A Dream of Storms, In the Shadow of the Black Sun: Book One, p.1William Kenney
In the Shadow of the Black Sun
A Dream of Storms
Copyright 2011 William Kenney
Its skin was that of stone. As it approached the small village, its heart became stone as well. Roughly three heads taller and perhaps four times the weight of the average man, it was an imposing sight. Sniffing at the cool spring wind, it halted at the unmistakable scent of Man. It wrinkled its nose and placed one huge foot in front of the other. Its hunt was near complete. Soon, the sounds of morning business reached its ears and it grew more cautious, slowing to a walk. For three weeks it had traveled, the supplies on its back now exhausted. Just ahead, it thought. A few more steps and I can rest. For a moment. Raising one tattooed arm to its eyes, it checked the location of the sun. Nearly noon. There should be plentiful food about. Two days with little nourishment produced a deep growl from its stomach.
The villagers in the main square stopped open - mouthed where they stood, their eyes moving quickly to the huge lumbering figure as it lowered its foot onto the red cobblestone sending several cracks running away through the square. There were many townsfolk milling about and all came to a halt where they stood, in sudden silence. Several shop windows slammed shut and someone inside let out a scream.
Turning its hairless stone head from side to side, it surveyed the small town, its deep - set eyes in a squint. One hand went to its massive chin as it pondered its next action. After several tense moments, its eyes fell to the closest villager.
Haniman Grinter nearly dropped from fright. After all, it’s not often that the town tailor is approached by a creature straight out of legend. In an impossibly deep and gravelly voice the creature addressed him.
“Hmmm …. I seek.” He hesitated, obviously unsure of the language. His strange lips formed silent words for a moment. He hadn’t spoken the human tongue in quite some time. “Hagan … Must speak Hagan Marindel.”
With this, he looked from face to face in the hope that he was understood. Long minutes passed.
“What seems to be the - " a young man strolled casually into their midst and immediately froze. His blue eyes became like saucers as he took in the Stone Troll standing to his right. He brushed his shaggy brown hair from his eyes, unsure of what they were seeing. “What … Who is that thing?” he stammered.
Haniman leaned close to the boy’s ear and whispered, “He’s looking for Hagan.” He paused and placed one hand to his chest. “D’Pharin, what do we do?”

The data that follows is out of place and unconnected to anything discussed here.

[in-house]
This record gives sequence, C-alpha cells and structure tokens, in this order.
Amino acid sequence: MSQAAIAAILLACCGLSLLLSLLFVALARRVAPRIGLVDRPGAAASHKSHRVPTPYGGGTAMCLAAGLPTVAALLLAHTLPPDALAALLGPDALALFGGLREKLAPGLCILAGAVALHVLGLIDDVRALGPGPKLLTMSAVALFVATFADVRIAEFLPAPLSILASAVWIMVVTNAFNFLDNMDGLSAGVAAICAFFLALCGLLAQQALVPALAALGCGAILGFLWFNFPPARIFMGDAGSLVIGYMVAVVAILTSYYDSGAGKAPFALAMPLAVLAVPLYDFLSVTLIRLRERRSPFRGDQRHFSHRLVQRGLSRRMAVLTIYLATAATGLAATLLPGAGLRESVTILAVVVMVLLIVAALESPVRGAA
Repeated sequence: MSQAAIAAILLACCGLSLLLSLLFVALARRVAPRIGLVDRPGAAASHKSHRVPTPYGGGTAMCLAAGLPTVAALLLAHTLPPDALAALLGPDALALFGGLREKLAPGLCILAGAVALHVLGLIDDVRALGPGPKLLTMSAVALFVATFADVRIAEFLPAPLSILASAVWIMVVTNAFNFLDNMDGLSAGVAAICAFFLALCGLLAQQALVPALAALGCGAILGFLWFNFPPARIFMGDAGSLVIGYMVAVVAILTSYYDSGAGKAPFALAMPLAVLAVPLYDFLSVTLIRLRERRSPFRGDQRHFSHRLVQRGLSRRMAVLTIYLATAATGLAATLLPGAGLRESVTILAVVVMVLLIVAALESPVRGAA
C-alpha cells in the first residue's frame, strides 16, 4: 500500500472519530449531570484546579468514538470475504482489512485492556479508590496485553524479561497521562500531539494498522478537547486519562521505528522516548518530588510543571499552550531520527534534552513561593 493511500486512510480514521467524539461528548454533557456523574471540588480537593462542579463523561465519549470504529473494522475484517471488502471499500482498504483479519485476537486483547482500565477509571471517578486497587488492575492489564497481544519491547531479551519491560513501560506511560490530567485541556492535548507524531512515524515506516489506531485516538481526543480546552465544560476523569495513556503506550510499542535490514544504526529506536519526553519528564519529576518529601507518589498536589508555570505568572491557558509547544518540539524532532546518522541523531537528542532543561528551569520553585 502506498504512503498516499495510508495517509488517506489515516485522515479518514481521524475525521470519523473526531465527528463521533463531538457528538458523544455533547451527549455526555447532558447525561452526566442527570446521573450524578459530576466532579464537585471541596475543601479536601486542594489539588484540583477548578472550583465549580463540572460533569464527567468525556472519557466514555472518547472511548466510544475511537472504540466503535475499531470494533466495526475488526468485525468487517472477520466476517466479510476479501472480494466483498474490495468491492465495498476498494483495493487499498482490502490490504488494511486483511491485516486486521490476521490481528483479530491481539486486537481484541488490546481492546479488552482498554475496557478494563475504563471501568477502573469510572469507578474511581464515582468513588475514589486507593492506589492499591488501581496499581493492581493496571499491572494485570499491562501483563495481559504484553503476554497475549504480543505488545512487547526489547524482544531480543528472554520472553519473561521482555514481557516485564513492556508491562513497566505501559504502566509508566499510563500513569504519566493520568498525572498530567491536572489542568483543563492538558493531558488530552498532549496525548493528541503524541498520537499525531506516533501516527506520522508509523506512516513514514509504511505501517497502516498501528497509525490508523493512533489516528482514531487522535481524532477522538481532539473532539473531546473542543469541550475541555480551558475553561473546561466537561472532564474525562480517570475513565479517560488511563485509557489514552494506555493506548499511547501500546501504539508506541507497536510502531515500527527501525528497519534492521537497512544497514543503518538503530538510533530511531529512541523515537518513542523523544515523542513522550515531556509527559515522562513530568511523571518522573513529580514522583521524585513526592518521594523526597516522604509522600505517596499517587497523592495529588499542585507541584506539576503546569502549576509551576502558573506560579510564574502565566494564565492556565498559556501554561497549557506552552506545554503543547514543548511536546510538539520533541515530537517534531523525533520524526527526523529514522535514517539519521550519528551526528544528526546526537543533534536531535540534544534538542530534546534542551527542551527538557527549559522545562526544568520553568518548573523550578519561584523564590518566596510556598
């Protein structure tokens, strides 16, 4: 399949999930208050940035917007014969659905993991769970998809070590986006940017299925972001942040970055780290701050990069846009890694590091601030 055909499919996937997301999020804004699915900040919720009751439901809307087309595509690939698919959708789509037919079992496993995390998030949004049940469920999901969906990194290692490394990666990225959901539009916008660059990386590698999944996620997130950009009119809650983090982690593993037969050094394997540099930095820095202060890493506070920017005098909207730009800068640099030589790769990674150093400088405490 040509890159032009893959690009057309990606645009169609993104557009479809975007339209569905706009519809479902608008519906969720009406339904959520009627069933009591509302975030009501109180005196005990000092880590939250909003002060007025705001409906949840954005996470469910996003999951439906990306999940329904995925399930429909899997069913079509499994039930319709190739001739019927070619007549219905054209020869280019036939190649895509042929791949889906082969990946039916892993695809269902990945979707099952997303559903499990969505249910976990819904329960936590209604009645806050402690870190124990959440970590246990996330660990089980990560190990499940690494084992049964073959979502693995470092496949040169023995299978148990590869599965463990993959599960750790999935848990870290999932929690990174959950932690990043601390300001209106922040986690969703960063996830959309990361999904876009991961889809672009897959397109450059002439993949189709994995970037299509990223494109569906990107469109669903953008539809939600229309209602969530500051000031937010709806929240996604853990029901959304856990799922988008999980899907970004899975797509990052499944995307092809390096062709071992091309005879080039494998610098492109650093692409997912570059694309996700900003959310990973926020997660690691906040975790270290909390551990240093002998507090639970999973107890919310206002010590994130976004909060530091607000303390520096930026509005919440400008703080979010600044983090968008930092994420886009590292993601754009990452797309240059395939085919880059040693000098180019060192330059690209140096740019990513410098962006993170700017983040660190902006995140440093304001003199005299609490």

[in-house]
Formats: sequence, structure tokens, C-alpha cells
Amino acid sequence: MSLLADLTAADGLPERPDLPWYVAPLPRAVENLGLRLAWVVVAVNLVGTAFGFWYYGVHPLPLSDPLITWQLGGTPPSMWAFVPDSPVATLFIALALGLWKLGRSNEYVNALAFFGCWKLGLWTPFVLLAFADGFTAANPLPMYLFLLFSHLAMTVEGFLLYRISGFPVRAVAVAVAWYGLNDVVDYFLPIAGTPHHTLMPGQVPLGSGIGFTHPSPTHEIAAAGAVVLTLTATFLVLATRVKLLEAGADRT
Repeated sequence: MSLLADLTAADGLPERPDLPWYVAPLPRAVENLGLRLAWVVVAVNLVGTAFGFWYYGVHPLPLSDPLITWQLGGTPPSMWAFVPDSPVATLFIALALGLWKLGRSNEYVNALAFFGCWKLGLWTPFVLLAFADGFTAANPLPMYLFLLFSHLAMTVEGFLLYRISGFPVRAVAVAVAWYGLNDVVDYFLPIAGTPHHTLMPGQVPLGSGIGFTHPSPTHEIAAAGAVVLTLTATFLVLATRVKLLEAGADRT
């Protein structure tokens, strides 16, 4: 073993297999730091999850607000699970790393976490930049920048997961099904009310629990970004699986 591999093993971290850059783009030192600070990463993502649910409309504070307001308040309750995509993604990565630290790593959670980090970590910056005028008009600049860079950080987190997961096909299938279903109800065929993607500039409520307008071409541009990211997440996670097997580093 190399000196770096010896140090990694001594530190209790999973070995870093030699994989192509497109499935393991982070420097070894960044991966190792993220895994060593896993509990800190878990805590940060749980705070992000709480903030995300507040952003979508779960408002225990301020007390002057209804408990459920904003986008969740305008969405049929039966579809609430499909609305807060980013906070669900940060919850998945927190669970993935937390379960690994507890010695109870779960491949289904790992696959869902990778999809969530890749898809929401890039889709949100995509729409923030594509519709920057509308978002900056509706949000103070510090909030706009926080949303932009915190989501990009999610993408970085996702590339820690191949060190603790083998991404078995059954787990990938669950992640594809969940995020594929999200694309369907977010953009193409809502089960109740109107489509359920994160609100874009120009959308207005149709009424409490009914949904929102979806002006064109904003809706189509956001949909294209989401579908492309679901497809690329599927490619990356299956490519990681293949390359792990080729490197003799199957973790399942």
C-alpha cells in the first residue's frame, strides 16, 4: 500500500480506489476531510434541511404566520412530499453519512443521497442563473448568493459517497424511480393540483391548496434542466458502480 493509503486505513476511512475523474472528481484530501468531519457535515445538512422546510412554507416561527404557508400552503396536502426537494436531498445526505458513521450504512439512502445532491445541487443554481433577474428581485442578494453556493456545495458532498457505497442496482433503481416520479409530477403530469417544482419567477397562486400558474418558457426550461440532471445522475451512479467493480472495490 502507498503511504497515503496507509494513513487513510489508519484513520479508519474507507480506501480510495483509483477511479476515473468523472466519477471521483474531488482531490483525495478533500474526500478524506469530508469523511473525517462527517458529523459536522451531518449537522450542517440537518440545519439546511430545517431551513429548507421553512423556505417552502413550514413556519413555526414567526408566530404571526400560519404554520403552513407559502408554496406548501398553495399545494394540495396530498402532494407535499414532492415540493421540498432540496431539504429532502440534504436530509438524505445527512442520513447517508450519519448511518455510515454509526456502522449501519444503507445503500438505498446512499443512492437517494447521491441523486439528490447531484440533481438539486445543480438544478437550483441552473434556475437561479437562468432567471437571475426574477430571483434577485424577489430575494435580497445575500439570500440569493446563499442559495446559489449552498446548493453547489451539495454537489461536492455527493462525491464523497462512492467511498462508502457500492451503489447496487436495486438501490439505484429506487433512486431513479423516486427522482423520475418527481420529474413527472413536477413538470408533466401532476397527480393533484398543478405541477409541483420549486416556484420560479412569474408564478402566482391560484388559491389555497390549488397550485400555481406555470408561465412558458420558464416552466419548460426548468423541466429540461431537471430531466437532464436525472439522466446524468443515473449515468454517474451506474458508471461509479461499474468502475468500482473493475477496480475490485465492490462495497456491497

Just then, the Troll reached into his pack and removed a torn sheet of parchment. He eyed it quickly, his thick fingers tracing the writing there, closed his eyes and spoke again.
“Hmmm. I mean no hurt …. Message.”
An aged man smelling of cheap wine joined Haniman and the boy. Wrinkling his balding forehead in a frown he said, “Well, s’obviously a Stone Troll from up north. Far’s I know, ain’t never been no evil Stone Trolls, heh …” This started a coughing fit that had everyone backing away. “’Course there were that time in Pandaria. I held off – what - musta been seventy or eighty giants’n then when my sword ….” He paused mid - sentence and gathered his tattered brown cloak about him. From somewhere within the folds of his clothing he produced a small glass bottle. He slowly raised it to his cracked lips and drank. Suddenly he turned on his heel, rounded the local inn and was gone. Everyone was familiar with Trune’s fondness for drink and elaborate stories, none of which were true. The man had never left Lauden.
“You think we can trust him, then?” the boy asked, glancing quickly at the Troll.
All of the villagers had since gathered around the two and were staring at them for answers.
Haniman nodded. “Let’s take him to the Village Hall and have a little chat with Chenal. Oh, I’m sure he’ll love this.”
He then raised his voice in the Troll’s direction. “Uh, Sir …. If you’ll kindly join us.” He waved the towering beast over as the villagers parted allowing the Troll ample room to pass. With skin of rock and piercing black eyes, he was a sight to behold especially for an out – of – the - way village this side of nothing. The few children standing there simply gasped and ran to tell their friends. It seemed that the adults were by far more afraid than the young ones were. Gorin produced the closest thing to a smile his chiseled features would allow.
“That was easier than expected,” he thought as he followed the tiny men deeper into their town.
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